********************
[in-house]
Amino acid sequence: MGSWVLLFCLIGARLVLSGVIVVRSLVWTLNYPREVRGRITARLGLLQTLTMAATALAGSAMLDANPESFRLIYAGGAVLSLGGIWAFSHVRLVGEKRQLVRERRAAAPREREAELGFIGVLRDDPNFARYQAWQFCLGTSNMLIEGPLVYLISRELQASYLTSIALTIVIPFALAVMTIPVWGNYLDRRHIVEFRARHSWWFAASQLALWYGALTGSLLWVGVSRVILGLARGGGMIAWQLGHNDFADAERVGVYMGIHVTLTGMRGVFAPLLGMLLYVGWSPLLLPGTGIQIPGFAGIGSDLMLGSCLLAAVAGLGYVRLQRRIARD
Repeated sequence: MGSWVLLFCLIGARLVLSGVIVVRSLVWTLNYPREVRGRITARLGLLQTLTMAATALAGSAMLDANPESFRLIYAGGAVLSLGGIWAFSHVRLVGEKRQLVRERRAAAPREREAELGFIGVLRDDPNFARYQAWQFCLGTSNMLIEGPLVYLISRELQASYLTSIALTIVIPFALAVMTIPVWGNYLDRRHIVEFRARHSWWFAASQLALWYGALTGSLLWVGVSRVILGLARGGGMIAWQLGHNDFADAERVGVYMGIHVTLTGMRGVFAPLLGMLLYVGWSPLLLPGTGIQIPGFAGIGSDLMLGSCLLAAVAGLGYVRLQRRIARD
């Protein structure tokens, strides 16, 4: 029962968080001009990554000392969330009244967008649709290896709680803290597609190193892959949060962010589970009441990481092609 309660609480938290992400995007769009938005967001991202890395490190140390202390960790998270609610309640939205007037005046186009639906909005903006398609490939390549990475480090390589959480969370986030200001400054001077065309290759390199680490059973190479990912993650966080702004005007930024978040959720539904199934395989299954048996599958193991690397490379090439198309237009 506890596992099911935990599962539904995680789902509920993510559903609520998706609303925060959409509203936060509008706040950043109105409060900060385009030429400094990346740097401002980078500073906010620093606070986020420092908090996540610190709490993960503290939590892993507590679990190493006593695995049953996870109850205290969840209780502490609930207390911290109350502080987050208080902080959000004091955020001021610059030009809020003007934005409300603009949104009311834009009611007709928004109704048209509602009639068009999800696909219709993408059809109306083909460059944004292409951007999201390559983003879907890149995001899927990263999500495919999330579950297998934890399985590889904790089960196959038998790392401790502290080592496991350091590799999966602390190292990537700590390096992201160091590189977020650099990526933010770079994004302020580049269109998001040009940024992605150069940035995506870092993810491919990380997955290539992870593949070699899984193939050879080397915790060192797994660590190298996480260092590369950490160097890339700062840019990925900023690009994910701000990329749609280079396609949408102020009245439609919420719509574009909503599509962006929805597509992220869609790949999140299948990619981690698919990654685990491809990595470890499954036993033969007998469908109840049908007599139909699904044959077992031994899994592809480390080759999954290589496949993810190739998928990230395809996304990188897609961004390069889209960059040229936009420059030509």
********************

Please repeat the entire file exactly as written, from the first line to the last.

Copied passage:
[in-house]
Amino acid sequence: MGSWVLLFCLIGARLVLSGVIVVRSLVWTLNYPREVRGRITARLGLLQTLTMAATALAGSAMLDANPESFRLIYAGGAVLSLGGIWAFSHVRLVGEKRQLVRERRAAAPREREAELGFIGVLRDDPNFARYQAWQFCLGTSNMLIEGPLVYLISRELQASYLTSIALTIVIPFALAVMTIPVWGNYLDRRHIVEFRARHSWWFAASQLALWYGALTGSLLWVGVSRVILGLARGGGMIAWQLGHNDFADAERVGVYMGIHVTLTGMRGVFAPLLGMLLYVGWSPLLLPGTGIQIPGFAGIGSDLMLGSCLLAAVAGLGYVRLQRRIARD
Repeated sequence: MGSWVLLFCLIGARLVLSGVIVVRSLVWTLNYPREVRGRITARLGLLQTLTMAATALAGSAMLDANPESFRLIYAGGAVLSLGGIWAFSHVRLVGEKRQLVRERRAAAPREREAELGFIGVLRDDPNFARYQAWQFCLGTSNMLIEGPLVYLISRELQASYLTSIALTIVIPFALAVMTIPVWGNYLDRRHIVEFRARHSWWFAASQLALWYGALTGSLLWVGVSRVILGLARGGGMIAWQLGHNDFADAERVGVYMGIHVTLTGMRGVFAPLLGMLLYVGWSPLLLPGTGIQIPGFAGIGSDLMLGSCLLAAVAGLGYVRLQRRIARD
């Protein structure tokens, strides 16, 4: 029962968080001009990554000392969330009244967008649709290896709680803290597609190193892959949060962010589970009441990481092609 309660609480938290992400995007769009938005967001991202890395490190140390202390960790998270609610309640939205007037005046186009639906909005903006398609490939390549990475480090390589959480969370986030200001400054001077065309290759390199680490059973190479990912993650966080702004005007930024978040959720539904199934395989299954048996599958193991690397490379090439198309237009 506890596992099911935990599962539904995680789902509920993510559903609520998706609303925060959409509203936060509008706040950043109105409060900060385009030429400094990346740097401002980078500073906010620093606070986020420092908090996540610190709490993960503290939590892993507590679990190493006593695995049953996870109850205290969840209780502490609930207390911290109350502080987050208080902080959000004091955020001021610059030009809020003007934005409300603009949104009311834009009611007709928004109704048209509602009639068009999800696909219709993408059809109306083909460059944004292409951007999201390559983003879907890149995001899927990263999500495919999330579950297998934890399985590889904790089960196959038998790392401790502290080592496991350091590799999966602390190292990537700590390096992201160091590189977020650099990526933010770079994004302020580049269109998001040009940024992605150069940035995506870092993810491919990380997955290539992870593949070699899984193939050879080397915790060192797994660590190298996480260092590369950490160097890339700062840019990925900023690009994910701000990329749609280079396609949408102020009245439609919420719509574009909503599509962006929805597509992220869609790949999140299948990619981690698919990654685990491809990595470890499954036993033969007998469908109840049908007599139909699904044959077992031994899994592809480390080759999954290589496949993810190739998928990230395809996304990188897609961004390069889209960059040229936009420059030509």